Myth busting – The truth about a your will
18 February 2020 | Banking
Here Anielle von Finckenstein, head of FNB Fiduciary helps bust some of the more common myths around creating a will:
Myth 1: I don’t need a will, I’m still young
This is one of the most frequent excuses for not having a will in place.
“Do you really have nothing to leave behind? If you’ve given up all your worldly goods to travel the world and live off the land, then it’s possibly true. But if you are employed, you have an income and have accumulated assets.
She suggests thinking carefully about what you would want to happen with the cash in your account or items that you own. “If you don’t have a will, these will most likely go to your closet blood relative – after a lengthy process. And if you have children, having a will becomes even more important to ensure their well-being should anything happen to you”.
Myth 2: Wills are costly
This is simply not true – in fact, wills can be completely free. FNB, for example, offers a will-drafting service to clients and staff free of charge. The only cost involved will be the safe custody fee for your original will to stay under lock and key at FNB Fiduciary, which is currently N$100 per year for a single will, and N$200 per year for a joint will.
“People associate wills with consultation fees and lawyers, all of which seem daunting and expensive,” says von Finckenstein. “But in reality, there are many companies that offer will-drafting services. These are not always free like at FNB, but most cost only a small amount.”
Myth 3: I can write a will on a napkin and it will be valid
“It works in movies – and in theory – but it’s not a great idea,” Von Finckenstein says. A will is a professional legal document. “There are all sorts of requirements to make a will valid, such as having every page signed in full by the person who drafted the will, plus two witnesses present who also need to sign in full on each page.”
FNB Fiduciary can help ensure your will is valid and easy to carry out to avoid common pitfalls, such as:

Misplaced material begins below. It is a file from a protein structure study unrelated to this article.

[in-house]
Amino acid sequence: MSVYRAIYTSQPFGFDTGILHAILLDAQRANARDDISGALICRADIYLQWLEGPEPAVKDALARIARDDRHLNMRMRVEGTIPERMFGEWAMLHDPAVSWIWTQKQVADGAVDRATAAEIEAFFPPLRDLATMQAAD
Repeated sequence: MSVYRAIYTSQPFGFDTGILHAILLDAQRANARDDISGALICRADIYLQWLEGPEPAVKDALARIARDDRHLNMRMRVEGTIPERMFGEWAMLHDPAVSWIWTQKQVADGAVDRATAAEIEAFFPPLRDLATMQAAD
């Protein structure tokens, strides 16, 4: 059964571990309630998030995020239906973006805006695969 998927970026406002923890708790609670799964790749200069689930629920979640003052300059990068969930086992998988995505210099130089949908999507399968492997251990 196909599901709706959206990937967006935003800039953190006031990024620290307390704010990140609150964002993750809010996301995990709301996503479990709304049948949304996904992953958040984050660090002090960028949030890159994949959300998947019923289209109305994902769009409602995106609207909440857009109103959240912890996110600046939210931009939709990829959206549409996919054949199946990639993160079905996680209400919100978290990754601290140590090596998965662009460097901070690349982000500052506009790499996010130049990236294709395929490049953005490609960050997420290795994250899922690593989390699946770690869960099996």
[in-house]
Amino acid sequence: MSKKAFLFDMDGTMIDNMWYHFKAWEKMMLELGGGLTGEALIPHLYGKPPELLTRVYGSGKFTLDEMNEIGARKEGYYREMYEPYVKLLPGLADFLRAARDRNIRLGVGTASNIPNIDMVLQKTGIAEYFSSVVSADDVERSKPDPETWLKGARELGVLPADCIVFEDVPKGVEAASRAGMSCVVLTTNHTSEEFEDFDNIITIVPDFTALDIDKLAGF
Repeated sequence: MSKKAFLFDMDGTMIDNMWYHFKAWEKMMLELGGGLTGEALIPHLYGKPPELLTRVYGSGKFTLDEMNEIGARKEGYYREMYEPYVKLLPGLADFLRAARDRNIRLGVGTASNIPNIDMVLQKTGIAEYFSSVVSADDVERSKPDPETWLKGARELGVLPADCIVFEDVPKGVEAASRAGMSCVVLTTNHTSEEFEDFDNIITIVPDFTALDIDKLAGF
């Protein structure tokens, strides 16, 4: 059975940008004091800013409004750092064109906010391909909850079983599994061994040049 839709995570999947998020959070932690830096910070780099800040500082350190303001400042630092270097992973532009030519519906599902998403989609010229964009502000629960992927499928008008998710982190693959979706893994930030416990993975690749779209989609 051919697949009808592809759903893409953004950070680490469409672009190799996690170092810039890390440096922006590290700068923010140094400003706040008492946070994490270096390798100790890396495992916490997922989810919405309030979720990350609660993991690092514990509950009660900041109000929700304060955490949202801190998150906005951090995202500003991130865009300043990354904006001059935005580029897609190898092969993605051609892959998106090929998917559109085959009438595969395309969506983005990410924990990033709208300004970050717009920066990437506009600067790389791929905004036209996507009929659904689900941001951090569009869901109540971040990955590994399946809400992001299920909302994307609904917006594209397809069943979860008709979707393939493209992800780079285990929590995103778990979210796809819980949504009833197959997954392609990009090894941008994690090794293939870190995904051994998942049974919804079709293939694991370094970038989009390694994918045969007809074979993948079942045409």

• Your marriage contract: Being married in community of property means your spouse already owns half of your assets in the communal estate.
• Pension funds or life insurance policies: If you’ve nominated someone other than a dependent as the beneficiary of your retirement fund your wishes might not be honoured, because pension fund legislation favours dependents above all other beneficiaries. When nominating a beneficiary for a life insurance policy, the proceeds of the policy will be payable directly to the beneficiary and not distributed as part of the rest of your estate.
• Consolidating debts: Calculate how much money would be needed to settle outstanding debts, including estate-related costs, otherwise you might not be able to leave much.
Myth 4: It’s too complicated
“Drafting a will is not nearly as difficult as you may think,” says Von Finckenstein. All you actually need to do is decide who are the people I want to leave my stuff to? And shat provisions do I want to make for my minor children?
It really is as simple as that. “The benefit of having an up-to-date will is that, if something should happen, you can be assured there will be a smooth transfer to your beneficiaries.”
Myth 5: I have a will and that should be good forever
“This is not true at all. You need to relook your will every time there is a significant change in your personal or financial profile – for example, if you get married or have a baby, take out a life insurance policy, buy or sell a property or a vehicle, and so on.”